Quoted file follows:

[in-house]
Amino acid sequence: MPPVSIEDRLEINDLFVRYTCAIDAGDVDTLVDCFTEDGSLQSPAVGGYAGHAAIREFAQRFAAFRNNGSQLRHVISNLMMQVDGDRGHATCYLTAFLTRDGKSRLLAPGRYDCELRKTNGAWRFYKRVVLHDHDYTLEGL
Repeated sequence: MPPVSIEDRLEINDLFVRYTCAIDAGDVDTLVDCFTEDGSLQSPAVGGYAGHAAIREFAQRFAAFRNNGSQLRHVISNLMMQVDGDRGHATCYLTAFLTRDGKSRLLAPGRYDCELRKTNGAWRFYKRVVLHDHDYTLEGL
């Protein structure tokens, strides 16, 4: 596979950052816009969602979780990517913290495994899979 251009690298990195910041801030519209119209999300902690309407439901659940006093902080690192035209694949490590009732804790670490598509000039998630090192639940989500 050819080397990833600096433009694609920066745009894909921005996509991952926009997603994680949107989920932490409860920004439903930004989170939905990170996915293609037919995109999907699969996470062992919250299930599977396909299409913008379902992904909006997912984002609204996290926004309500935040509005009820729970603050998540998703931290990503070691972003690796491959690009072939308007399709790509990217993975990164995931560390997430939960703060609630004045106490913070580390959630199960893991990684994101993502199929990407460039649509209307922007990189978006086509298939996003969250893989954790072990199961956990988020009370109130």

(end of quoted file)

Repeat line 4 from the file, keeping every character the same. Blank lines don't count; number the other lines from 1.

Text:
């Protein structure tokens, strides 16, 4: 596979950052816009969602979780990517913290495994899979 251009690298990195910041801030519209119209999300902690309407439901659940006093902080690192035209694949490590009732804790670490598509000039998630090192639940989500 050819080397990833600096433009694609920066745009894909921005996509991952926009997603994680949107989920932490409860920004439903930004989170939905990170996915293609037919995109999907699969996470062992919250299930599977396909299409913008379902992904909006997912984002609204996290926004309500935040509005009820729970603050998540998703931290990503070691972003690796491959690009072939308007399709790509990217993975990164995931560390997430939960703060609630004045106490913070580390959630199960893991990684994101993502199929990407460039649509209307922007990189978006086509298939996003969250893989954790072990199961956990988020009370109130």